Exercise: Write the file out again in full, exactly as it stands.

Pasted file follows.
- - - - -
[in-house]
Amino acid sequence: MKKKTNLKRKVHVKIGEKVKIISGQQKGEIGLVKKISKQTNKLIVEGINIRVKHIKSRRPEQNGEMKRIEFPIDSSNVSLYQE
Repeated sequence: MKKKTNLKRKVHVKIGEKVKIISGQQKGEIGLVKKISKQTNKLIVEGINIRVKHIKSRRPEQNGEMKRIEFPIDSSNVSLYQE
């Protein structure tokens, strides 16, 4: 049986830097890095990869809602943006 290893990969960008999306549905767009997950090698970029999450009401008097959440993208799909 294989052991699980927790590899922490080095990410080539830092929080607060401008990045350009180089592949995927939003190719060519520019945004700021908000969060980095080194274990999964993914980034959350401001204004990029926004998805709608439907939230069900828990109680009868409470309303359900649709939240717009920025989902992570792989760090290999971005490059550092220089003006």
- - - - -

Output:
[in-house]
Amino acid sequence: MKKKTNLKRKVHVKIGEKVKIISGQQKGEIGLVKKISKQTNKLIVEGINIRVKHIKSRRPEQNGEMKRIEFPIDSSNVSLYQE
Repeated sequence: MKKKTNLKRKVHVKIGEKVKIISGQQKGEIGLVKKISKQTNKLIVEGINIRVKHIKSRRPEQNGEMKRIEFPIDSSNVSLYQE
């Protein structure tokens, strides 16, 4: 049986830097890095990869809602943006 290893990969960008999306549905767009997950090698970029999450009401008097959440993208799909 294989052991699980927790590899922490080095990410080539830092929080607060401008990045350009180089592949995927939003190719060519520019945004700021908000969060980095080194274990999964993914980034959350401001204004990029926004998805709608439907939230069900828990109680009868409470309303359900649709939240717009920025989902992570792989760090290999971005490059550092220089003006």